Date of Birth:
Hyderabad, Andra Pradesh, India
Mohini Singh was born in 1960 in Hyderabad, Andra Pradesh, India and immigrated to Canada in 1983 with her family. Her mother had finished her nursing school and decided to immigrate to Canada as there was a shortage of nurses. Her mother’s brother had been living in Canada since he was sixteen and he had received them at Victoria, BC airport. Mohini spent three months in Surrey, BC and then later moved to Vancouver where she and her family spent six years.
She vividly remembers that the owner of their apartment building was a Punjabi who had even offered her family member a job as a manager of the apartment building. Mohini wasn’t aware of the Canadian lingo and faced some difficulties in adjusting and finding a job in Canada. She started working in the Valley Village and worked there for 3 months and later worked at the Credit Union in Vancouver. Mohini also recalls her difficulties in adjusting to the weather and driving on the roads. She says that the learning curve on how to adjust to a new country was very steep for her. According to Mohini, there weren’t many Punjabi people in the 1980’s and 1990’s when compared to now. However, people from all over the province would come to the (Vaisakhi) parade in Vancouver. The majority of the people resided on Main Street and Surrey region.
Mohini went to BCIT and finished her journalism studies and moved to Kelowna, BC for her job in 1989. According to her, there was hardly any Indians living in Kelowna when she moved in 1989. She recalls that whenever she would see an Indian person, she would honk and wave to them. The community was quite small then but it has grown since then. Mohini believes that it’s the price of the land that had attracted people and families to move to Kelowna. The Punjabi and Indian community would celebrate festivals such as Diwali, Gurpurab and Vaisakhi in the gurdwara. The population that time was largely European descent so it was a little bit of adjustment. The Indian community had good relations with the European descent and Indigenous communities.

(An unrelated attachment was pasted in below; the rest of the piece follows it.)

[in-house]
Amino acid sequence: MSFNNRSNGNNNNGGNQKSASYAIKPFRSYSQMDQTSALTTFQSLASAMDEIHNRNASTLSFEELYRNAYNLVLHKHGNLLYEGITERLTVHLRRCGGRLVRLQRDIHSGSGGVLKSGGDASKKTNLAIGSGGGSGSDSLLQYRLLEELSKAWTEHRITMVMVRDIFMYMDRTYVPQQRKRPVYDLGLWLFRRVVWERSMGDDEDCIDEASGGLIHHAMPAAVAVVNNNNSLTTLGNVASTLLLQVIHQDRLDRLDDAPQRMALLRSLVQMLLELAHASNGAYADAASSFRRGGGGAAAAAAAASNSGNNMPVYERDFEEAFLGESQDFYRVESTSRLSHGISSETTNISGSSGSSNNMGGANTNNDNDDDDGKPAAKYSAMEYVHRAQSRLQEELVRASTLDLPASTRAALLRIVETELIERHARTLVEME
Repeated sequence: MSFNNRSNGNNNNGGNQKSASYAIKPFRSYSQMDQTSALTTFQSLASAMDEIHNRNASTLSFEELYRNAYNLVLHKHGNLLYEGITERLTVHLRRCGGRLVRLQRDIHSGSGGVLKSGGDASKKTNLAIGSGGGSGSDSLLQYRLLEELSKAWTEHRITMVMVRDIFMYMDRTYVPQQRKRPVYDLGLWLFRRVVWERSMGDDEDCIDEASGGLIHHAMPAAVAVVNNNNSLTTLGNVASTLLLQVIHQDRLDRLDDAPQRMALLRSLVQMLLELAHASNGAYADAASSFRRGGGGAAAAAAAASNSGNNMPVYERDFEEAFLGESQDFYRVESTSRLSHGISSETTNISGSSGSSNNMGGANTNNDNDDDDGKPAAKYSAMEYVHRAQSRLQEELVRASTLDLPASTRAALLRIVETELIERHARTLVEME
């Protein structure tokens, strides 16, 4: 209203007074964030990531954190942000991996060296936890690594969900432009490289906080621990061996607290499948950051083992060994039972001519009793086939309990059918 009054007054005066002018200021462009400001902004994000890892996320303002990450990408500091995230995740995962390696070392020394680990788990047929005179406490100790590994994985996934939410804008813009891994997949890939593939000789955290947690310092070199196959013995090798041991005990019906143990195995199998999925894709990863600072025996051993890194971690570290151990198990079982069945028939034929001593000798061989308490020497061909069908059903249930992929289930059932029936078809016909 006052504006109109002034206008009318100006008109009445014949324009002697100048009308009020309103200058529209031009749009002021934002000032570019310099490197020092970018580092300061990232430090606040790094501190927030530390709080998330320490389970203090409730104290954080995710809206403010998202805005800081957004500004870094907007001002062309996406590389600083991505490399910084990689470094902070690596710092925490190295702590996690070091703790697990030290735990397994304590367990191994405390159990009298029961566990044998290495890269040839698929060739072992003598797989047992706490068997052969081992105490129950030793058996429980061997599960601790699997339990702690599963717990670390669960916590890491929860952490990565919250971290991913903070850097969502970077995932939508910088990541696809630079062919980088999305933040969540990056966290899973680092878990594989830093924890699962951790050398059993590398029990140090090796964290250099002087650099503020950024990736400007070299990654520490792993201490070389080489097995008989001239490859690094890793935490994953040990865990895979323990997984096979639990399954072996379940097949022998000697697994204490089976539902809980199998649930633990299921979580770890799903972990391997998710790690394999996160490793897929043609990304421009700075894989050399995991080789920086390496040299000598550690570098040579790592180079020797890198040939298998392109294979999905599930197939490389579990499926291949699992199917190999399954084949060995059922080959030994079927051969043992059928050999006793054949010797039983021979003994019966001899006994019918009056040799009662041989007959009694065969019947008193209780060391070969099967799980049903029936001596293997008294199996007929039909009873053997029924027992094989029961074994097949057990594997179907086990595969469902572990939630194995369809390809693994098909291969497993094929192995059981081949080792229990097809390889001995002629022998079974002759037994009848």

Mohini recalls stories of Lakha Singh because there is currently a street named after him in Kelowna. She recalls hearing stories that Lakha Singh was a pioneer who had no children and he had a wife in Punjab. He had a Canadian wife, who was a member of the West bank First Nation with whom he had two children. After his death, his wife went penniless due to his lawyer’s greed or something similar to that.
According to Mohini, today, the farming community is so vibrant because of the Punjabi people. People seem to gravitate towards agriculture and the shining key points are the gurdwaras in Rutland. She believes that people are very fortunate to have come to Canada and to be able to live here. She feels it is important for us as a community, to give to Canada, build Canada and to keep Canada the world class country it is. In 2006, on Kelowna’s 100th birthday, Mohini documented and presented the history of Indo-Canadian people in the Okanagan valley. She is a strong believer that the Indian community is thriving, working hard and doing well. She believes that as Indo-Canadians, we have to give to Canada as well but we also have to be proud in where we came from, what we are doing and we together have to work on building the community and the country.